Measles is an infection caused by the measles virus, a paramyxoviridae from genus Morbillivirus. In most of the advanced countries measles infection is usually a self-limiting illness. But morbidity and mortality are higher in developing nations. This is due to poor nutritional status, vitamin A deficiency and poor medical care. Some groups of patients are equally at increased risk for severe measles even in the developed countries. These include pregnant women, immuno-compromised hosts such as AIDS, and extremes of age. Follow the steps below to know if you have developed measles.
Know if you have had contact with a person with a measles infection. The incubation period is generally 10-14 days.
Identify the "prodrome." The prodrome usually lasts for 2 to 3 days. This state involves fever, malaise, anorexia, conjunctivitis, coryza and cough. May also include lacrimation (tearing), photophobia, respiratory symptoms, or Koplik's spots (these are 1 to 3 mm whitish, grayish or bluish elevations seen inside the cheek opposite to the molar teeth).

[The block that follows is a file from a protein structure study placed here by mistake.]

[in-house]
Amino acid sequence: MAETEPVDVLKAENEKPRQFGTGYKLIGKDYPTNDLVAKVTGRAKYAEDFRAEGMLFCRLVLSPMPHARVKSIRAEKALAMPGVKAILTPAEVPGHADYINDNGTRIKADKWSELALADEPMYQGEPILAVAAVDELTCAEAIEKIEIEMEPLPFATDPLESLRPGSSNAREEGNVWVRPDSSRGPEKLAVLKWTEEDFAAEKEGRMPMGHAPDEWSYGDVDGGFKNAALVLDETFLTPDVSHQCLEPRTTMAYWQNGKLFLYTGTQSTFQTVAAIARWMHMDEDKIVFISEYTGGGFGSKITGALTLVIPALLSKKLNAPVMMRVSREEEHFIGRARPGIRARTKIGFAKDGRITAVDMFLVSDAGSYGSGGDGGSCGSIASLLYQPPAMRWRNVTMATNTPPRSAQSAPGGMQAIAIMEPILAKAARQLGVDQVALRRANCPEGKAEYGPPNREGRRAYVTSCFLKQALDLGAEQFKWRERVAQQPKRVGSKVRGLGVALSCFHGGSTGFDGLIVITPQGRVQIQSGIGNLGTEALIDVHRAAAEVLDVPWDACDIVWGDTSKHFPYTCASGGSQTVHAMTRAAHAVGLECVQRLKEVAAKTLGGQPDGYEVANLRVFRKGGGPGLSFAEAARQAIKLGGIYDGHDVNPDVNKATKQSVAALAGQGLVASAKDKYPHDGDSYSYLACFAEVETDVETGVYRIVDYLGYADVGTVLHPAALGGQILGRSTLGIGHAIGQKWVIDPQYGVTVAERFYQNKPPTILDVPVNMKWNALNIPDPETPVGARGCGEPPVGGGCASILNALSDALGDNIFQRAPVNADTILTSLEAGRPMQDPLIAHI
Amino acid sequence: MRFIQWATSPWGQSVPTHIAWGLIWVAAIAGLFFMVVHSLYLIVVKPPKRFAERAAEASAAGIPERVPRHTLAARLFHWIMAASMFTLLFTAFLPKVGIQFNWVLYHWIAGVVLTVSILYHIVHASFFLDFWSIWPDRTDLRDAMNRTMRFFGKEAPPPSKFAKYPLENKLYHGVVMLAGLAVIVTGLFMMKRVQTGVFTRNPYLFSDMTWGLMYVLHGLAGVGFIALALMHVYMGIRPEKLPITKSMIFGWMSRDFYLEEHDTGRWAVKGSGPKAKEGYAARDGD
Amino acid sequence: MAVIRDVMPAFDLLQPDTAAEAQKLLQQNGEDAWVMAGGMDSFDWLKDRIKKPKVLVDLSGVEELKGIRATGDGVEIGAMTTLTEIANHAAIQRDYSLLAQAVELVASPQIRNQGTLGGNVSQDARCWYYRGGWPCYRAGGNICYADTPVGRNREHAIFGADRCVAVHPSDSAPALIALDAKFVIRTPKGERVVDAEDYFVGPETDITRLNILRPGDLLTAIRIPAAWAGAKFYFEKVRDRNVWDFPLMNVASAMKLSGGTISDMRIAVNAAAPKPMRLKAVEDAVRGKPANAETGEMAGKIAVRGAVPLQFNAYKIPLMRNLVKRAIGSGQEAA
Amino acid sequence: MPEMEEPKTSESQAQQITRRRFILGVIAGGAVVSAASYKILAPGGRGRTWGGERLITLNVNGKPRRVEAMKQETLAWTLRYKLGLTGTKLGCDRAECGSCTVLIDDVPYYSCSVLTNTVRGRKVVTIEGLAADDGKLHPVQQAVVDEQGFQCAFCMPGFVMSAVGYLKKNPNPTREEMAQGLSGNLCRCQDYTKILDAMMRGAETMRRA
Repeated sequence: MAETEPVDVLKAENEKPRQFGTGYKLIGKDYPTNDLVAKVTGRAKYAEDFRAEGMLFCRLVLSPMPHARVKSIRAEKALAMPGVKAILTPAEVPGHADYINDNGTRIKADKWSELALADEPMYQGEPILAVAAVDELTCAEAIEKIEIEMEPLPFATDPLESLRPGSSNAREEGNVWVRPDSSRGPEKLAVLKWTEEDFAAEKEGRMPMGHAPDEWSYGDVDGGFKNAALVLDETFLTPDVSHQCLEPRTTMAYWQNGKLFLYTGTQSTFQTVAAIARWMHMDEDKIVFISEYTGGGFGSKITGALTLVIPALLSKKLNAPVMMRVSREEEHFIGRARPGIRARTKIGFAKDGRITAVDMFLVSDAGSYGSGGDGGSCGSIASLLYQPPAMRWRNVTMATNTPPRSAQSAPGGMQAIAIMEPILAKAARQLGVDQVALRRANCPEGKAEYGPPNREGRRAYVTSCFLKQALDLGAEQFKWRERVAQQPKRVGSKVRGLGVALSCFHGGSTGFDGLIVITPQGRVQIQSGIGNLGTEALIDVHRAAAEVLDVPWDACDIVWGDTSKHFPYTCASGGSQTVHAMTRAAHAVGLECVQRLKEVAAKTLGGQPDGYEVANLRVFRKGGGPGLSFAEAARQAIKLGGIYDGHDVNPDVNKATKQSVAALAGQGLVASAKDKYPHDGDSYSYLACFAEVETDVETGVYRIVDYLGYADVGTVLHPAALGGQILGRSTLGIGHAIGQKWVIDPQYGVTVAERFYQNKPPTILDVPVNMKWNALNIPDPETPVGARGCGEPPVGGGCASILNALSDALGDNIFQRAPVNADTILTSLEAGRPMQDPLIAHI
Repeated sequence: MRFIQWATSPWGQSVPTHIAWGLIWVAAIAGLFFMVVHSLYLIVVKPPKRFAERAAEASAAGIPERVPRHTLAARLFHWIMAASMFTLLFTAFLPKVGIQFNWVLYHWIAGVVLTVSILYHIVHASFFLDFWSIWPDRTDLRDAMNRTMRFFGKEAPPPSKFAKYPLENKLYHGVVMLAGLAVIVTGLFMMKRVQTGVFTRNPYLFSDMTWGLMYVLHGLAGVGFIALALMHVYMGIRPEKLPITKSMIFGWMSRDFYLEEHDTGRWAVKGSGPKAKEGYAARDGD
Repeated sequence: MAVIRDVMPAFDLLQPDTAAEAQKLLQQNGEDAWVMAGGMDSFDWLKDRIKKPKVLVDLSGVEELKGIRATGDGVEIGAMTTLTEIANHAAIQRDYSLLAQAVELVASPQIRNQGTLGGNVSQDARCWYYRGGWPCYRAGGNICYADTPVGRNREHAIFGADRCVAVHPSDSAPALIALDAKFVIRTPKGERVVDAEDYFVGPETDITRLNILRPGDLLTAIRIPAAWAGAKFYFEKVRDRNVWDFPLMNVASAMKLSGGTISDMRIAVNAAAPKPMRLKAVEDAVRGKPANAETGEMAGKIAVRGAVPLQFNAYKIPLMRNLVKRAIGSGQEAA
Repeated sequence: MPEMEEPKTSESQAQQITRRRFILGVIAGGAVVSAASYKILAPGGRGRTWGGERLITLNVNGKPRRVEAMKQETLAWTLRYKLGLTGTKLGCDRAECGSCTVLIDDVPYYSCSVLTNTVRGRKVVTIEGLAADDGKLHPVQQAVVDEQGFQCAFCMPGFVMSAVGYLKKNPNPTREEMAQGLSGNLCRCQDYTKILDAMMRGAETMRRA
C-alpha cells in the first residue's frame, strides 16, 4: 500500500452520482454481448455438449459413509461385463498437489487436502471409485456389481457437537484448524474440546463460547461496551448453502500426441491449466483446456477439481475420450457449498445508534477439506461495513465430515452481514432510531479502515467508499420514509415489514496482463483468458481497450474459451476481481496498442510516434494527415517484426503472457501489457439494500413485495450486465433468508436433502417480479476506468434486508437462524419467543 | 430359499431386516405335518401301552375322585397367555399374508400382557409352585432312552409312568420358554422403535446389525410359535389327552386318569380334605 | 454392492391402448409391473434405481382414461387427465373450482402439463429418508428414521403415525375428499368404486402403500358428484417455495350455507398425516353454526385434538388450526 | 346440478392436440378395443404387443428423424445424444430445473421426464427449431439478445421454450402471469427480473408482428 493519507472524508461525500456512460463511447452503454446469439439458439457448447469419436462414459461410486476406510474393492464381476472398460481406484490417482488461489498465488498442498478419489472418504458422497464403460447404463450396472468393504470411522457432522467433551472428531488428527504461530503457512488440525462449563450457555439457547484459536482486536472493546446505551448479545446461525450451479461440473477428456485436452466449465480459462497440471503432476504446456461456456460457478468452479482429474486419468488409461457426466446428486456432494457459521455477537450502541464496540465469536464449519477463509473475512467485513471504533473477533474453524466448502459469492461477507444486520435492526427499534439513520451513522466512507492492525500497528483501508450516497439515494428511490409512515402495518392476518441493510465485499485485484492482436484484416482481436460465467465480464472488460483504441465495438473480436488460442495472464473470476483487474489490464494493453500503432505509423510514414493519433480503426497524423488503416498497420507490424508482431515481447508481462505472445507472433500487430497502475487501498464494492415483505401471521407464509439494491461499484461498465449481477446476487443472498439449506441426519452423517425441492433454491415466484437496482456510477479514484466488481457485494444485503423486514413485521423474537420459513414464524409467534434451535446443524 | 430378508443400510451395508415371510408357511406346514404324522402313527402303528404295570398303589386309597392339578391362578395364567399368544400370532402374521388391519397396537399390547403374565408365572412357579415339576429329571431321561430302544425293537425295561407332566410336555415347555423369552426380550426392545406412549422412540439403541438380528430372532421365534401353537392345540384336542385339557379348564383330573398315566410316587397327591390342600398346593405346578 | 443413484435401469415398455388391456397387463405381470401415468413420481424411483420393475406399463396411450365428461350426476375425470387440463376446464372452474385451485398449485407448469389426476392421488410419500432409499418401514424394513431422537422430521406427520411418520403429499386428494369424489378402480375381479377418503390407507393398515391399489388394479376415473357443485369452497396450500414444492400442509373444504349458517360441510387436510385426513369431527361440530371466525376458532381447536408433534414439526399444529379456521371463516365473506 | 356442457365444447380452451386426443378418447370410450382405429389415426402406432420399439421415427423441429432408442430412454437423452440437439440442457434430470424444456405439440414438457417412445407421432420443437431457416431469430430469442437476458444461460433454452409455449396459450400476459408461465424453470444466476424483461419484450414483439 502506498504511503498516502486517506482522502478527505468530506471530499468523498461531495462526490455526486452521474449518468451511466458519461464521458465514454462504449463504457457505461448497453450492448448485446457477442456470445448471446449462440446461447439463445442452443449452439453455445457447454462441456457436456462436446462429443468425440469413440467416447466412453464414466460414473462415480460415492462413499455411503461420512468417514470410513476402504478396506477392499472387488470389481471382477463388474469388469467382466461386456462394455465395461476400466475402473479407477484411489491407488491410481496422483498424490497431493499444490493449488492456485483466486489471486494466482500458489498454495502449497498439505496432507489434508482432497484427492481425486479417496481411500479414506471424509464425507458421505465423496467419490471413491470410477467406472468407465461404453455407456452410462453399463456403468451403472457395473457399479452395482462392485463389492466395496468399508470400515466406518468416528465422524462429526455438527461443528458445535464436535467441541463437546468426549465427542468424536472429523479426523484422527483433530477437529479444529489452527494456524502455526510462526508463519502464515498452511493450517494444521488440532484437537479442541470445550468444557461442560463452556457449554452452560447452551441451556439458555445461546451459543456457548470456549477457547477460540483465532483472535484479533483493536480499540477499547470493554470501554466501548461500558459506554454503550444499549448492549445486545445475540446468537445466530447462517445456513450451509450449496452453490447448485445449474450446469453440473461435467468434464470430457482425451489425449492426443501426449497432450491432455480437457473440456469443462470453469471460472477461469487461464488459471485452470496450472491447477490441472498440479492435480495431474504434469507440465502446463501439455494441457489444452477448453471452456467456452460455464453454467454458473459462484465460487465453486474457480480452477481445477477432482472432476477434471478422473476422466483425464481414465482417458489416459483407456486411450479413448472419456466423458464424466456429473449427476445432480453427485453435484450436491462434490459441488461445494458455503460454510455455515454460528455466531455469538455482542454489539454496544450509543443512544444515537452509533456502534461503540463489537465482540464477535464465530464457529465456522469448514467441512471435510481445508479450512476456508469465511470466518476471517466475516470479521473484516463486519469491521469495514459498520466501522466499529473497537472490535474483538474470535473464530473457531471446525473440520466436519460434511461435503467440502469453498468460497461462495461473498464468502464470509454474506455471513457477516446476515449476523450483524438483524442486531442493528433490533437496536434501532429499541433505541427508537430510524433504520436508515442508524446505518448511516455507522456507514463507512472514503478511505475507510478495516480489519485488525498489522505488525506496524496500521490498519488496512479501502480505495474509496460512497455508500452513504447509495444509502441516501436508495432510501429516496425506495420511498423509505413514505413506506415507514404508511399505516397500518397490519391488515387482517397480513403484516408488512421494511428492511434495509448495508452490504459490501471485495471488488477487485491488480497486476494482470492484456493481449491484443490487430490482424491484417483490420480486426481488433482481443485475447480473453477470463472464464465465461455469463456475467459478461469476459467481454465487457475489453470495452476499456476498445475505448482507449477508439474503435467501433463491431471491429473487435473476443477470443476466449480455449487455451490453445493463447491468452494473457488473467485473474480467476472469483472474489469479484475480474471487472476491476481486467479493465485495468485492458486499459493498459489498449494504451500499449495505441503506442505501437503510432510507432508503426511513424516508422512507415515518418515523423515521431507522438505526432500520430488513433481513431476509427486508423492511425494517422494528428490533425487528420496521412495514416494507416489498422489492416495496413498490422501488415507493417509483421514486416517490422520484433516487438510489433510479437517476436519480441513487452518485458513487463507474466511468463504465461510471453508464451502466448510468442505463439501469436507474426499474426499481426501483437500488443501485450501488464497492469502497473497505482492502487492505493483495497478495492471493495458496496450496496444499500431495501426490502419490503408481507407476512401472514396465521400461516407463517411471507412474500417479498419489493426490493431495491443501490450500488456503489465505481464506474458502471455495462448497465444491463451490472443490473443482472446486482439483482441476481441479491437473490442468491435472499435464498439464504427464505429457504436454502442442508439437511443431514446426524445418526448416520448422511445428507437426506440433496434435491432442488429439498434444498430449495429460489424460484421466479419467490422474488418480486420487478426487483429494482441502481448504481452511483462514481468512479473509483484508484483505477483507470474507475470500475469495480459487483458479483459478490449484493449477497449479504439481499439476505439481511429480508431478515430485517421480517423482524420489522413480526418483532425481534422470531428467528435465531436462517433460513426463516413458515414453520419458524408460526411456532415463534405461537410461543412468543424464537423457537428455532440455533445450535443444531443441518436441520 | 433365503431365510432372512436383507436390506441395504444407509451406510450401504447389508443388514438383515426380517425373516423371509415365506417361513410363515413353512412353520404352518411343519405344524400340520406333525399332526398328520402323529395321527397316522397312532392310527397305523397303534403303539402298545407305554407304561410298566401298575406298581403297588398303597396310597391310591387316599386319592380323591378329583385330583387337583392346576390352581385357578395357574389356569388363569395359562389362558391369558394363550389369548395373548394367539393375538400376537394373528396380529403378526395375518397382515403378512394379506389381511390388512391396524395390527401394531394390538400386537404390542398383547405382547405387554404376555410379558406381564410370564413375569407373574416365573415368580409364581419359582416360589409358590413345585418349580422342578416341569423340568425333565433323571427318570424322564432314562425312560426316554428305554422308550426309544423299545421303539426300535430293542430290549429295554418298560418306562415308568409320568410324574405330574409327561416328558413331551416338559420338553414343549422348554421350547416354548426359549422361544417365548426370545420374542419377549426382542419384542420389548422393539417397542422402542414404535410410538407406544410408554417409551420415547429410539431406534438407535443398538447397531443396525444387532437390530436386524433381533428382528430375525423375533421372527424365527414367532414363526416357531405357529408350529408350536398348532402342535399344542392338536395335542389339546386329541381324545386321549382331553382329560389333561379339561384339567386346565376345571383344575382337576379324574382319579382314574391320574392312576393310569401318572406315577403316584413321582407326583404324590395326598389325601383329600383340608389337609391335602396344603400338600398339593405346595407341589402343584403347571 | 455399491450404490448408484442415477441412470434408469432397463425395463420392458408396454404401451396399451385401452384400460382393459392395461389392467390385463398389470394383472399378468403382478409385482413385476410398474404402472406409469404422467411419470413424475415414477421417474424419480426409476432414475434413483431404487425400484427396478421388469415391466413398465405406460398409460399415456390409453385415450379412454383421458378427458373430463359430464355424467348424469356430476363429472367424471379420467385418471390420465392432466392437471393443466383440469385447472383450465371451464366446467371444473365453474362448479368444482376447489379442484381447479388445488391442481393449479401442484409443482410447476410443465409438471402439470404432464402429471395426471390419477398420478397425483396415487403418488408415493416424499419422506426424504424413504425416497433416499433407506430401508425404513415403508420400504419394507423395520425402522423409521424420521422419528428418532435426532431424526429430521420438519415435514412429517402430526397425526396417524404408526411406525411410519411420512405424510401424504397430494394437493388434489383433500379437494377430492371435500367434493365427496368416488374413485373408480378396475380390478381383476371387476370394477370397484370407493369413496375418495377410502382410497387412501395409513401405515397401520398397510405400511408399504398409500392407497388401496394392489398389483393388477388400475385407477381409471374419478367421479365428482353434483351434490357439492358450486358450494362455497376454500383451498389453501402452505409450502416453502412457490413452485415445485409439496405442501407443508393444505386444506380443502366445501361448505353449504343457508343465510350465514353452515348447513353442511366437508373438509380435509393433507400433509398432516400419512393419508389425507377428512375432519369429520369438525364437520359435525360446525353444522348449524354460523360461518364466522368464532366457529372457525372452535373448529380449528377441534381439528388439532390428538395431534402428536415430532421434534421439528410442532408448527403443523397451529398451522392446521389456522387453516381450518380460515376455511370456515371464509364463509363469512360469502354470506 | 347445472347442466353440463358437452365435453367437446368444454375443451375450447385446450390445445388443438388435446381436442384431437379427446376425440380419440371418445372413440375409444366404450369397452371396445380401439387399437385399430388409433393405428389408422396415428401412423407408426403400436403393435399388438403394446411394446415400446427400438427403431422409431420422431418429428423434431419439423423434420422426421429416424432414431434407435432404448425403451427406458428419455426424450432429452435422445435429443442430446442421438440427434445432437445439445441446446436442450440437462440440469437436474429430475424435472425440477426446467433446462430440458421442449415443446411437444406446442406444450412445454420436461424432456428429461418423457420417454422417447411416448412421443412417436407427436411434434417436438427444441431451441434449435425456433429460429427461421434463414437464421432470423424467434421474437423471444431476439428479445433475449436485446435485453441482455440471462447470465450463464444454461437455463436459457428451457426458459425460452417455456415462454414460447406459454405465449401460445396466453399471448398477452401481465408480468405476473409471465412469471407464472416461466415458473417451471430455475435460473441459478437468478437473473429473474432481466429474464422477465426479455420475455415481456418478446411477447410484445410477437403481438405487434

Look for the measles rash. The characteristic rash begins on the face and spreads towards the neck, upper trunk, lower trunk and extremities. The palms and soles are not involved.
Notice clinical improvement within 48 hours of the appearance of the rash. It begins to fade and change to a brown color, then flakes.
Order laboratory tests. Your health-care provider will subject you to the following tests: blood counts; serological tests (anti-measles IgM, anti-measles IgG; culture of the virus from blood cells, respiratory secretions, conjunctival swabs, or urine; chest radiography; biopsy samples of lymph nodes; and cytologic examination of nasal secretions.